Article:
According to Fowler, “anyone who wishes to become a good writer should endeavour, before he allows himself to be tempted by more showy qualities, to be direct, simple, brief, vigorous and lucid.”
The principle referred to above may be translated into general in the domain of vocabulary as follows:
– Prefer the familiar word to the farfetched (familiar words are readily understood).
– Prefer the concrete word to the abstract (concrete words make meaning more clear and precise).
– Prefer the single word to the circumlocution (single word gives direct meaning avoiding adverb and adjective).
– Prefer the short word to the long (short word is easily grasped).
– Prefer the Saxon word to the Roman (use of Roman words may create complications to convey proper sense to an ordinary person to understand).
– Always prefer active voice to the passive voice in the drafting of documents.
Sketch or scheme of the draft document – It is always advisable to sketch or outline the contents of a document before taking up its drafting. This rule is suggested by Mr. Davidson, a celebrated Authority on Conveyancing in his book on Conveyancing, where the learned author says as follows:
“The first rule on which a draftsman must act is this-that before his draft is commenced, the whole design of it should be conceived, for if he proceeds without any settled design, his draft will be confused and incoherent, many things will be done which ought to be done and many left undone which ought to be done. He will be puzzled at every step of his progress in determining what ought to be inserted and what is to guide him in his decision because he does not know what his own object is.”
The importance of the above rule cannot be overemphasized and it should be observed by every draftsman.
Skelton draft and its self-appraisal – After the general scheme of the draft has been conceived, the draftsman should note down briefly the matters or points which he intends to incorporate in his intended draft. In other words, he should frame what is called a “skeleton draft” which should be filled in or elaborated as proceeds with the work. Once the draft of the document is ready, the draftsman should appraise it with reference to the available facts, the law applicable in the case, logical presentation of the facts, use of simple language intelligible to layman, avoidance of repetition and conceivable mis-interpretation, elimination of ambiguity of facts, and adherence to the use of Fowlers’ Rules of drafting so as to satisfy about its contents.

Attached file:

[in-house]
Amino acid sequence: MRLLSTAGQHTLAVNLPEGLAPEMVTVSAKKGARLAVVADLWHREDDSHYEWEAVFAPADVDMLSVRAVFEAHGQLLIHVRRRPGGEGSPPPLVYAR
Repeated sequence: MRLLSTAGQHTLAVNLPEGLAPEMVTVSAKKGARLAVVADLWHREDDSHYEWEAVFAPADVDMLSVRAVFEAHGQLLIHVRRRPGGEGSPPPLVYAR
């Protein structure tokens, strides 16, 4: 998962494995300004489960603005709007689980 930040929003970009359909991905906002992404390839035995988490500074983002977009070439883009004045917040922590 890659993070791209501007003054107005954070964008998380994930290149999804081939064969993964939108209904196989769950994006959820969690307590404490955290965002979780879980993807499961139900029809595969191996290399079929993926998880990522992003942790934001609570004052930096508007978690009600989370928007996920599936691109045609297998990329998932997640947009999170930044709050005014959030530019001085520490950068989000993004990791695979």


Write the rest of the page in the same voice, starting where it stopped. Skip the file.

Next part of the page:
Special attentions to be given to certain documents require extra care before taking up the drafting. It must be ensured that contractual obligations are not contrary to the law in the document, where the facts so warrant to ensure.
For an instance, in all the documents where transfer of immovable property is involved through any of the prescribed legal modes, it is necessary to ensure the perfect title of the transferor to such property proposed to be transferred by causing investigation and searches in relation to such title done through competent lawyers or solicitors in the concerned offices of Registrar of Assurance, local authorities, Registrar of Companies (in the case of the vendor being a corporate unit) etc. Additionally, the requisite permissions required under different enactments viz., Income-tax Act, Land Ceiling Laws, Companies Act, Lessor’s consent in the case of leasehold land, or any compliance desired under other Central or State Laws or personal laws etc. should be planned to be obtained in advance and recited in the documents wherever thought necessary.
SUGGESTION: Conclusively, first form a clear idea of what the intentions are. Must note down the most important requirements of law which must be fulfilled while drafting complete instrument on the subject. Knowledge of law in general and knowledge of the special enactments applicable in a particular situation is an essential requirement to ensure that the provisions of the applicable law are not violated or avoided.
It is also to be ensured that the format of documents adopted adheres to the conventions in vogue in the business community or in the ordinary course of legal transactions. For any change in the form of document, use of juridical and technical language should invariably be followed. The statements of negatives should generally be avoided. The draft should be strictly logical.
Disclaimer- views expressed only.